Fun facts

  • The macadamia nut has the hardest shell of any nut! It takes 300 pounds per square inch to crack. 
  • Macadamia nuts are the most expensive nut. This is because they are in high demand, because the macadamia tree takes years to bear fruit, and because the processing of the nuts is labor-intensive.


Cashew Cinnamon- Cashew

Cashews are native to Brazil, but have been produced mainly in India and Africa since the 16th century. The cashew tree, which is very tall, grows large apples that have a cashew nut attached to the bottom. You will never see shelled cashews in stores. Why? Because the outer and inner shells contain caustic oil, so they are boiled, then roasted and burned in a process of removal.


  • Copper: cashews are rich in copper, which can reduce the risk of blood diseases. Deficiencies in copper can lead to iron deficiencies such as anemia, osteoporosis, and thyroid issues.
  • Magnesium: magnesium helps regulate blood pressure, increases immunity, promotes bone strength, and maintains nerve functioning. One serving of cashews provides 18% of daily recommended magnesium intake.


Fun fact

  • Remember how you can’t eat cashew shells? That’s because the nut belongs to the same family as poison ivy and poison sumac. The oil that causes itchiness in humans is found in cashew shells!


Goji Berry Trail Mix: Pistachios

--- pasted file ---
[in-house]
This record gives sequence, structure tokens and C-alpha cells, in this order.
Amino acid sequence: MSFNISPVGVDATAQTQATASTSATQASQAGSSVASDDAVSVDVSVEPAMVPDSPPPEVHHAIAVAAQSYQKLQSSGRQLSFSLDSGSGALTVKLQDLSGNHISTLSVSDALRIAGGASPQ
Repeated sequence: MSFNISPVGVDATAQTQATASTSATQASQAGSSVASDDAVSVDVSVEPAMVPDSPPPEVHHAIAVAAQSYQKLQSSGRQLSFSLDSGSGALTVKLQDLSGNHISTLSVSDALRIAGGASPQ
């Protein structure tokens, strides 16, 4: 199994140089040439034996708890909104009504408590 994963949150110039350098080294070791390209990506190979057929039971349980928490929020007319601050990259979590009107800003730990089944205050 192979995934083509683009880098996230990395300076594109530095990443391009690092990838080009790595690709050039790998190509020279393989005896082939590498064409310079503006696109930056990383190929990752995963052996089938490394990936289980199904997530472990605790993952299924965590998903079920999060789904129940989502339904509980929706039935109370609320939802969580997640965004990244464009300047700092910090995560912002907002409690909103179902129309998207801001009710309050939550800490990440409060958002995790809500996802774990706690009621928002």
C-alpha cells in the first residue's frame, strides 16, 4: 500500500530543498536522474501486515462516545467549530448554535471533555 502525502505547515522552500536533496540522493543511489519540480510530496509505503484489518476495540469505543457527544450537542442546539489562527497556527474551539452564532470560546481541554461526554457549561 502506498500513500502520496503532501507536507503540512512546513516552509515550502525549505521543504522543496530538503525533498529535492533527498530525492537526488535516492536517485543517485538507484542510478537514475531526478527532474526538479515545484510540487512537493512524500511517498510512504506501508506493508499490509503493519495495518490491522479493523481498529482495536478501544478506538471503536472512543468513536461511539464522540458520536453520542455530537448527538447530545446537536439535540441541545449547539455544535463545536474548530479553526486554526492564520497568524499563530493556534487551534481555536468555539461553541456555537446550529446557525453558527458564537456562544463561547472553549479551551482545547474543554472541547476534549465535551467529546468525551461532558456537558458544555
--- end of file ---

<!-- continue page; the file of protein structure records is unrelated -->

Similar to almonds, pistachios are technically seeds, not nuts. Pistachios were mentioned in the Bible (for being Jacob’s sons’ favorite) and legend says that they were among the Queen of Sheba’s favorite foods. They did not arrive in America until the late 1800’s, and were not popularized as a snack food until the 1930’s. The entirety of America’s pistachio production happens in three western states: California, New Mexico, and Arizona.


  • Lutein and zeaxanthin: you may never have heard of these antioxidants, but they’re very important to bodily functioning. They are  a major contributor to eye health, protecting eyes from blue light and muscular degeneration caused by aging. If you do not receive enough of these, central vision can be damaged or lost. Good thing pistachios are loaded with them!
  • Weight management: pistachios are one of the lowest-calorie nuts. One ounce of pistachios has 159 calories, compared to 185 in an ounce of walnuts and 190 in pine nuts. What’s more, protein comprises a whopping 20% of the nut. In a 2010 study, one group ate two ounces of pistachios as an afternoon snack every day. The control group ate two ounces of pretzels at the same time daily. The group that ate pistachios saw double the reduction in body mass index, proving that the nuts are an optimal sustainable snack. (Li, Zhaoping, et al.).


Fun facts

  • In China, pistachios are nicknamed “the happy nut”, while in Iran they are called “the smiling nut”. Good vibes!
  • Ever wonder why pistachios are green and purple? It’s because of their high antioxidant content.




Li, Zhaoping, and Rubens Song. “Pistachio Nuts Reduce Triglycerides and Body Weight by Comparison to Refined Carbohydrate Snack in Obese Subjects on a 12-Week Weight LOSS Program.” Journal of the American College of Nutrition , U.S. National Library of Medicine, https://pubmed.ncbi.nlm.nih.gov/20833992/. 

“15 Fun Facts about Nuts You Probably Don't Know.” Anuts.com , 20 Apr. 2018, https://www.anuts.com/blog/15-fun-facts-about-nuts-you-probably-dont-know/. 

Mann, Michele Price. “History of Nuts.” HowStuffWorks , HowStuffWorks, 15 Nov. 2007, https://recipes.howstuffworks.com/history-of-nuts.html. 

Bender, Rachel Grumman, et al. “Why You Should Go Nuts for Nuts.” EverydayHealth.com , https://www.everydayhealth.com/diet-and-nutrition/0406/why-you-should-go-nuts-for-nuts.aspx. 

Savanna Nelson
Savanna Nelson